Which brings me to the more technical aspects. I plan to change some rules for the next time I run this game. More specific, the rules for Budget and Fan mail.
    – The Budget for the episodes is to big. The formula for calculating it is twice everybody’s Screen presence plus an additional tree tokens. The first game I’d been a player in had more conflicts than this one but I think even then the Producer never was without some Budget left. When playing the way we did, with approximately 3-5 conflicts per session, the situation is even worse. It easily leads to the Producer spending an excessive amount on cards. So, next game around the plus three tokens will not happen. If that doesn’t help I’ll try “everybody’s screen presence plus three” (no multiplier). Maybe before then I’ve had time to take the Numeracy class and can make a more well grounded decision to archive what I want, we’ll see. Part of the problem is that a lot of the tokens will go back into the Budget, so “money” will never be scarce, not even if all protagonists have a Screen presence of one and you constantly spend 3-5 tokens in a conflict.
    – Fan mail at the start of an Episode. Not forcing conflicts means there may not be any Fan mail to give for a considerable amount of time. In the end people will rightfully send Fan mail retroactively – and I really can’t blame them. Not doing so violates the whole point of giving it. So, next time around I’ll start each Episode with one Fan mail token per player available to give out.
    – I vaguely remember that in the Primetime Adventure game before this our Producer got narration rights (the highest value card) very frequently and that I wondered if that is something to “correct” but this time narration rights were more equally distributed so that first experience wasn’t part of a pattern. Which means, I am not going to change anything about that and I’m happy I don’t feel I have to.

    Last but not least, a big thank you to Ron who both recorded and edited play, and I can’t believe that was easy given how lively we can get sometimes.

    • I think you’re completely on-target regarding the math of the game system. Somewhere along the way, either the author or his associates developed some sort of fear about running out of Budget, as if it were a problem. I suspect it’s related to the contemporary fear & trembling about losing pool dice in The Pool.

  3. I’ve been thinking about when and why conflicts come about in my play a lot recently. I’ve realized that I have a tendency to jump to violence or other shocking events when I feel my faith in our ability to keep this thing interesting wearing thing. Suddenly, one of my NPCs (or my player character) is doing something shocking, and later on I’m left wishing I would’ve had the guts to relax and wait. And I’ve been pushing myself to have more faith and take scenes without inherent conflict more seriously.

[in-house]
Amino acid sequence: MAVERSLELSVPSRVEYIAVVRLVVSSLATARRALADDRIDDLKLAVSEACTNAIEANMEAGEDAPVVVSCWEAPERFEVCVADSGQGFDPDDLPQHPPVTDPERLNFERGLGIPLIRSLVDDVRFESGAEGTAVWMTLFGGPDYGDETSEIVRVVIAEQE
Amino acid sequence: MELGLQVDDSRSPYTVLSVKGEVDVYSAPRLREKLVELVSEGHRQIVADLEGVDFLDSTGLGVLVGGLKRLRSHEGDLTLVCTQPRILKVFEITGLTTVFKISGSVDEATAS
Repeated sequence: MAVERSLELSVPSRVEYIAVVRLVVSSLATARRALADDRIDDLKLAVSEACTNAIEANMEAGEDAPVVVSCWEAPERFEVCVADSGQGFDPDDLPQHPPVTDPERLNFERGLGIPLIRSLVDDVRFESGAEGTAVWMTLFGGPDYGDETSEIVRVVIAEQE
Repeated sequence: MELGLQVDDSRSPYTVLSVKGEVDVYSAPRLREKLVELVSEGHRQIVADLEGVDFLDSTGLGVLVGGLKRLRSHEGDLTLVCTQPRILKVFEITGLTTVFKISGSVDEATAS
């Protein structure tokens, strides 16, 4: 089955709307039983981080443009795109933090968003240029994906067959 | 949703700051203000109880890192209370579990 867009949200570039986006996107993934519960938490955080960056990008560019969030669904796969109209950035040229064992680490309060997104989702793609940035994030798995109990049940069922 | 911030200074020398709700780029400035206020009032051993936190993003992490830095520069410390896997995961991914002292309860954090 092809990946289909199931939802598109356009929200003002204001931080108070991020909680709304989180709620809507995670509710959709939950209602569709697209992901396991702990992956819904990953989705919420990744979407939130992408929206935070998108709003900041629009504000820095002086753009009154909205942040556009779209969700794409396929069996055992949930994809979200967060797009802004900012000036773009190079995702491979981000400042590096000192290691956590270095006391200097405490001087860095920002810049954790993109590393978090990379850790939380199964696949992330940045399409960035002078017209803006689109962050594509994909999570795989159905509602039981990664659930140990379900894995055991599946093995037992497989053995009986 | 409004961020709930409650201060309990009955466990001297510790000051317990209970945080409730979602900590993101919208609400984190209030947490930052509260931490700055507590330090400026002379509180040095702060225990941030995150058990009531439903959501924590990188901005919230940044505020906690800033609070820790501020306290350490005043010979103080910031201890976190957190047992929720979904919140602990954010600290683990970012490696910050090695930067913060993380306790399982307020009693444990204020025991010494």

I’ve noticed that if I push just a little bit through the terror of “what if nothing happens?” that everything falls into place. Sure, Exciting Conflicts! will happen eventually, but I’m talking about strong social interactions between characters emerging. Watching a few sessions of this game really pushed this to the top of my desires for roleplaying skill improvement. I am interested in hearing any reflections you have on how you felt while playing.

    • (specifically related to “pacing” or “intensity”, or anything other emergent properties of how characters were played)

    • I had a tougher time playing Wille regarding this exact variable. One of the tenets we agreed upon initially, not of my suggestion, was “ancient dark powers,” and as it turned out, I was the only person who used it for my character … so instead of one of three, Wille was the odd man out with his mystic-magical content. It left me with too much gun relative to the others and also, bluntly, feeling as if I’d been bait-and-switched.

      I’m not sure it worked out too well. Maybe it turned out well as resulting content, but not as well in terms of enjoying play. I often found myself “fighting my own character sheet” instead of interacting with others … too much conflict and not enough interaction as just a guy. I wouldn’t have minded less conflict-heavy moments, or at least, not as focused.

      Here’s another point: that the game text and even design never really gelled. Basically, you need conflicts in this system, as they reduce the Budget, get fanmail going, and generate rising action. The text really hypes conflicts to be about protagonist issues … but at the same time, you’re supposed to reduce the issues’ presence to minimum at Screen Presence 1, and to invoke them variably or non-consequentially at Screen Presence 2. It’s a mixed message, and given Wille’s over-amped Trait (the magic) and fairly specific issue (affection), I tried to play in a relaxed way to discover conflicts as we went, but had a tough time of it in most of the episodes.

    • As far as I’m concerned, letting things take their time and not pushing for conflicts simply is my way of playing. I don’t really plan for it. Also, I really like it if conflicts are more of the social kind, giving the characters in the game time to develop a personality.
      Actually, pushing or opening up for conflict where it would be appropriate and the situation fairly begs for it is my weak point. I really have to work on that.

  4. I was interested in Daniel’s reflections on playing Primetime Adventures: audio file here. [edited – now public access]

    He had a lot on his mind! Including listening to vs. listening for, vulnerability of NPCs (whether in Traits or not), assumed fallacious notions of narration, the concept of “character concept,” whether Traits might shift in and out of card-gaining status, and more.